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Appearance of Wood Floors
The appearance of the wood determines its grade. All grades are equally strong and serviceable, but each affords you a different look.
Clear Grade is a flooring product with minimal character marks that provides the most uniform appearance. It may still include the natural color variations inherent in the species and varying grain patterns.
Select Grade – or, more commonly Select & Better Grade is a flooring product with natural heartwood/sapwood color variations and varying grain patterns that may also include small infrequent knots and mineral streaks, etc.
#1 Common Grade has more natural characteristics such as tight knots, color and grain variations and wormholes than either clear or select grades, and often is chosen because of these natural features and the character they bring to a room.
#2 and #3 Common Grade is rustic in appearance and emphasizes all wood characteristics of the species – large, possibly open knots, color and grain variations, mineral streaks and worm holes and tracks.
First Grade has a uniform appearance, natural color variations and limited character marks. It is similar to a select grade.
Second Grade is varied in appearance and features knots and some variation in color. It is similar to a #1 Common grade.
Third Grade is rustic in appearance allowing all wood characteristics of the species. It is similar to a #2 & #3 Common grade.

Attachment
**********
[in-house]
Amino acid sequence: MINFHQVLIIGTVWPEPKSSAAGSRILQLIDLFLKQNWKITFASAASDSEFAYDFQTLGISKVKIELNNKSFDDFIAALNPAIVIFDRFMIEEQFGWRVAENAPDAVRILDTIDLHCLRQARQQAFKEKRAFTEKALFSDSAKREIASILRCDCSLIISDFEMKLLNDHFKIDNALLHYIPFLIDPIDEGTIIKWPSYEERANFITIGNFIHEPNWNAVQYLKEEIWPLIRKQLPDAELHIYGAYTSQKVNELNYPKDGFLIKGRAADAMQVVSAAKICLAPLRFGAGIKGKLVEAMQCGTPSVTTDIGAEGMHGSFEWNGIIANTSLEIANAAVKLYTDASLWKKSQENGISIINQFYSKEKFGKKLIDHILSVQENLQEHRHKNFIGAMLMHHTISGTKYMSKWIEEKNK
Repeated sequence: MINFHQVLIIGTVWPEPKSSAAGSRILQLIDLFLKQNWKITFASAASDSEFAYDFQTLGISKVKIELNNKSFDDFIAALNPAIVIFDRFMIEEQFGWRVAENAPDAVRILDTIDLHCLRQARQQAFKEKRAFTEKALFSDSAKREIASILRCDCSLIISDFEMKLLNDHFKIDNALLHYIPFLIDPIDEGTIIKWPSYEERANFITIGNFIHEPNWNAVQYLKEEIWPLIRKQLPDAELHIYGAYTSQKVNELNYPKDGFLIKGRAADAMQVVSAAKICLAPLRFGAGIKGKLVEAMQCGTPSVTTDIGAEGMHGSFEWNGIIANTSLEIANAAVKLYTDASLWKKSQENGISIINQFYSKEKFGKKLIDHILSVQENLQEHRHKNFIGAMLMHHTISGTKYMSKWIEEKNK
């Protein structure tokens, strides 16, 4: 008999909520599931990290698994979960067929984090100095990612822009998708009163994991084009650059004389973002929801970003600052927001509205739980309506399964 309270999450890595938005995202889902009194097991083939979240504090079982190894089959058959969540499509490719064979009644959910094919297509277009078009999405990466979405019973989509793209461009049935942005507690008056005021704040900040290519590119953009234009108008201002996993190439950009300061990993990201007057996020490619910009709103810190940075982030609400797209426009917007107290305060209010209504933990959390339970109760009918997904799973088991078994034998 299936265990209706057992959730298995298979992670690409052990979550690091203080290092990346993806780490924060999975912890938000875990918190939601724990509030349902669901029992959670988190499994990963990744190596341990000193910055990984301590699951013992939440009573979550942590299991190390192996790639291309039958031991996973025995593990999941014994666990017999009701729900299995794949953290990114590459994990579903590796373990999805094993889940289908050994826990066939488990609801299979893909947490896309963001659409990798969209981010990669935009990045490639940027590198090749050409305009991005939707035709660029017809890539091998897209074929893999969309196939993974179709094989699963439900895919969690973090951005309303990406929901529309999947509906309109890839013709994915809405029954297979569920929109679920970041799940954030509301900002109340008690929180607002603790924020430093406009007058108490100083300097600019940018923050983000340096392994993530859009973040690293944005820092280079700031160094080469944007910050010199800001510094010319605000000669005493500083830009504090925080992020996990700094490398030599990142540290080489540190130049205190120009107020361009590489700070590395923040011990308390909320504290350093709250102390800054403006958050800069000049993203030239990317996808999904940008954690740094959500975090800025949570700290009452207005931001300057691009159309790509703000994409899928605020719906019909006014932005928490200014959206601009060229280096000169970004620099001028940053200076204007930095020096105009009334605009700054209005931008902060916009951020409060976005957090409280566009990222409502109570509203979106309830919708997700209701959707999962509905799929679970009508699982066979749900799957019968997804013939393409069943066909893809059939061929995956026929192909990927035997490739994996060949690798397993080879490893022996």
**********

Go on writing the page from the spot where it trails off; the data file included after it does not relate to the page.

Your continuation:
Grain Patterns Available
The angle at which a board is cut determines how the finished product looks. Wood flooring is either plain sawn, quarter sawn or rift sawn.
Plain Sawn is the most common cut – the growth rings are from 0 – 30° to the face (more or less parallel to the face – which is why it is sometimes called Flat Sawn). Characteristics are its wavy, flame like grain appearance. It is the least expensive because it is easier to produce from the log. This grade is available in all species.
Quarter Sawn is more expensive than plain sawn – with the growth rings from 45° – 90° to the face. Characteristics are relatively straight parallel lines and more uniform grain appearance with iridescent ray flecks in Red & White Oak. Other woods, such as Walnut & Beech can exhibit a wavy undulating appearance to the grain.
Rift Sawn is more expensive than plain sawn, as well – with its growth rings typically from 30° – 60° to the face of the board. It has the same straight parallel grain as quarter sawn but without the ray flecks, giving it the most benign and minimalist appearance. .
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